In this text, Jesus speaks on the mystery of human freedom, which is described as follows:

“My Right Hand Man” Who Said That?

In ordinary discourse, there are several pithy (concise and highly expressive) expressions that are employed to convey meaning. They are widely used, although the majority of the population is unaware of their origins. It should come as no surprise that many of these proverbs may be found in the Holy Book of the Bible. They have existed for a long time prior to the period when the sayings were first used. This demonstrates how the Bible has always had a significant impact on man’s life, relationships, and even the language he uses on a daily basis.

See also:  How Old Was Jesus Christ When He Was Crucified

Who stated it, according to the book?

more than 140 quotations are shared

Conversation Starters

Obtain the book, become familiar with the sayings contained inside, and then, the next time you hear one of these sayings, inquire as to “Who said that?” Prepare to reveal the biblical origins of the phrase and shift the conversation to a topic of spiritual significance. Make use of biblical quotations from Who said that? in order to initiate conversations about Jesus!

“My Right Hand Man!”

There are various scriptural sources that support this statement. In other words, a person who has been granted power and honor; a highly valued counsel who is always available. Being at someone’s right hand is a gratifying and prestigious position to be in. As recorded in Genesis 35:18, the name Benjamin signifies “son of my right hand.” It is derived from the Hebrew words “ben” which means son and “yamiyn” which means the right hand or side of a person, thing, or location, respectively. Psalm 16:11 (KJV) Thou will teach me the way of life: in thy presence is fullness of delight; at thy right hand are joys that will last forever.

Isaiah 41:10 (KJV) It is nothing to be afraid of, for I am with thee; do not be discouraged, for I am thy God: I will strengthen thee; yes, I will assist thee; yes, I will support thee with the right hand of my righteousness.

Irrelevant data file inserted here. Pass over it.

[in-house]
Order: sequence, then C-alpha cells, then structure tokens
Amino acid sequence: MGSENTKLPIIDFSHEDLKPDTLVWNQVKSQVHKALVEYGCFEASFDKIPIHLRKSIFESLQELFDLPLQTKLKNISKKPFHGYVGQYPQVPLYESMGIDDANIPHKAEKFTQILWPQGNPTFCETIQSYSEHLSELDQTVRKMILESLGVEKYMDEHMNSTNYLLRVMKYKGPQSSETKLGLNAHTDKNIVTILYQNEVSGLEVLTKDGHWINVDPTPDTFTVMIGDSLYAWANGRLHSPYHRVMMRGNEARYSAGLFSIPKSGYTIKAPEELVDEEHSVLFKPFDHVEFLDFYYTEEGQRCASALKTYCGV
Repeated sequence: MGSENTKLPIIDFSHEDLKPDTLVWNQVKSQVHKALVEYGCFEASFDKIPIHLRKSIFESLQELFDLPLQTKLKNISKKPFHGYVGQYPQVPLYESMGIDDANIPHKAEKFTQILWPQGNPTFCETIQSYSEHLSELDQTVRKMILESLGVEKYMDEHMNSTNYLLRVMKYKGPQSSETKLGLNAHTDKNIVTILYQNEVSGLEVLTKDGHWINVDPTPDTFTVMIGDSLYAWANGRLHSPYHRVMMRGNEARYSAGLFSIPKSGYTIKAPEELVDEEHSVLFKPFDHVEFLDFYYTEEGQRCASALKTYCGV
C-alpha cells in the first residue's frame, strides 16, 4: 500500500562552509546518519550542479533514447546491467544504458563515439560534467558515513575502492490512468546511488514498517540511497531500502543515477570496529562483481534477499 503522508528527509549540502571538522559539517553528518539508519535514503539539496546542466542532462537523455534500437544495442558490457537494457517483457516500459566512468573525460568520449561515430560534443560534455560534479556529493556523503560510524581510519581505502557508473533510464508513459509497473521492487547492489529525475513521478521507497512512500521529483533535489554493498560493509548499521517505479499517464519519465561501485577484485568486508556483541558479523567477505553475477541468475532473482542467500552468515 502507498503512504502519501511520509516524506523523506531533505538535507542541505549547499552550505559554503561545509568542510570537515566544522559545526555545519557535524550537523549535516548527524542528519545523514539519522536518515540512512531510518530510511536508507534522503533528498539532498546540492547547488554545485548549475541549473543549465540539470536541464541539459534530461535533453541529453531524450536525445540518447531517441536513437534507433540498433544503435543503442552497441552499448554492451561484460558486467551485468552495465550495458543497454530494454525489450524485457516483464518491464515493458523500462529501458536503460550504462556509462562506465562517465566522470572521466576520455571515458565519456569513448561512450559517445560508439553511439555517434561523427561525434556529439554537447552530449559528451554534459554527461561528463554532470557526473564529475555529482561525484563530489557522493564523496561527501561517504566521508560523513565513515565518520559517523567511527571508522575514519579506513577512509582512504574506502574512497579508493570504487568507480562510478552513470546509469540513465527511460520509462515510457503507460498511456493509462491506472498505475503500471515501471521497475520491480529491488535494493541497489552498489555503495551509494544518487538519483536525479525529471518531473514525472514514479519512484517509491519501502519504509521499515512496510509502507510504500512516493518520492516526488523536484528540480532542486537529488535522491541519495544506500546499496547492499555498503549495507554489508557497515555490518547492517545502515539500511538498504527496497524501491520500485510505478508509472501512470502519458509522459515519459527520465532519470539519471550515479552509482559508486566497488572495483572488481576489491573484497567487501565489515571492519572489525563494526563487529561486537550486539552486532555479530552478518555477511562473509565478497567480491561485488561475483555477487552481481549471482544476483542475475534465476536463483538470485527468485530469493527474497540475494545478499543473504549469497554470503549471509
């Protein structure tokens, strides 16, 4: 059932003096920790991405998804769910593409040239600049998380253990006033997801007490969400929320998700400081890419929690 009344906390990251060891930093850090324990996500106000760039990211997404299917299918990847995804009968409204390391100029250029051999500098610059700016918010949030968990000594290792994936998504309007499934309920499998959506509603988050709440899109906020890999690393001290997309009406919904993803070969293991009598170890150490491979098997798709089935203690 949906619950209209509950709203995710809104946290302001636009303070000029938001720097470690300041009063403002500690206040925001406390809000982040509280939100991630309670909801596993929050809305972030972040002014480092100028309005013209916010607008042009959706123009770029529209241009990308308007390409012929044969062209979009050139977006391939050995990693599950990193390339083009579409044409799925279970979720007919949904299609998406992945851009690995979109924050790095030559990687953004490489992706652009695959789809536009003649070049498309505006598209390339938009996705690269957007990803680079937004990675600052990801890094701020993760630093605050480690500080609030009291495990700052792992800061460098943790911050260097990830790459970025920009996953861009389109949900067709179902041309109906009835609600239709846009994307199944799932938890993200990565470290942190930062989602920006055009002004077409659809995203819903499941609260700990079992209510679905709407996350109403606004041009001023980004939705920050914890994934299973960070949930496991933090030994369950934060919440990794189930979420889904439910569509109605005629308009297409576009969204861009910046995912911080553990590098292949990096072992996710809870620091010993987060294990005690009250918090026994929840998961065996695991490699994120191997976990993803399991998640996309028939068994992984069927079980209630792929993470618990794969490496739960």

12:2 (Hebrews 12:2) Consider Jesus, the author and finisher of our faith, who for the joy that was set before him endured the cross, despising the humiliation, and has been seated at the right hand of the throne of God.

The BookWho Said That?

Include this in your Easter basket. Put it in a Christmas stocking for a festive touch. It can be given as a hostess gift. Alternatively, you might get it for yourself in order to be better prepared, simply because. It’s simple to start talks, but it’s far more difficult to keep them going when the subject is something spiritually significant.

Turn the Talk

Jesus gave us the responsibility of telling people about who He is and the rescuing grace He provides. It’s not always simple to start those types of talks. As a result, we must learn to be alert for opportunities to “turn-the-talk” around. It is possible to reveal the origins of words in the Bible by hearing them or by using them while speaking. It is also possible to discuss the significance of the Bible and the Person who wrote it by hearing or using a common phrase. Who Was It That Said That?

Until you get to the last few pages, it’s just a look into the roots of sayings that we all know and understand.

After that, the remark “God knows you” is stated, and the question “Do you know Him?” is posed to the audience.

After answering the question, the book proceeds to offer the gospel and invite the reader to repent and place their confidence in Christ, making it a straightforward method of sharing the gospel with an unsaved (and frequently indifferent or unwilling-to-listen) person.

All proceeds from products at the store go to support the ministry outreach of Reasons for Hope* Jesus.

Purchase the book! GO HERE to find out more. a little about the author: Shari Abbott, executive director of Reasons for Hope* Jesus, is a dedicated Bible reader and teacher who enjoys sharing her knowledge with others. Passionate about empowering and encouraging Christians to know and love Jesus more deeply, she has devoted her life to this cause. Shari is the author of the novels Why the Butterfly? and Why the Butterfly? A Book About Rightly Remembering, Remember Me – A Course In Rightly Remembering, Who Said That?, A Book About Rightly Remembering, Who Said That?

Our books include Reasons for Hope (Reasons Books 1, 2, and 34), Fun with Shuns (biblical words that end in -tion), How to Witness to Jehovah’sWitnesses, Hear, See, SpeakPost No Evil, and Room with a View of Eternity (all available in hard copy or ebook format at the Reasons for Hope*Jesus store or on Amazon).

Paul’s Right Hand Man

While in ministry, it is always beneficial to have at least one person you can always rely on, who has the same vision and passion as you have and who will be there to assist you in carrying out the responsibilities of your position. Individuals with such qualities are extremely valued and in high demand. Titus, Aquila, Silas, and Luke were among the men who fell into this group, and Paul was fortunate to have them around him. However, there was one young man who stood out above the rest and who would go on to play an important role in Paul’s ministry.

  • We’re in the midst of studying Philippians, so you might be wondering why we’re bringing up Timothy.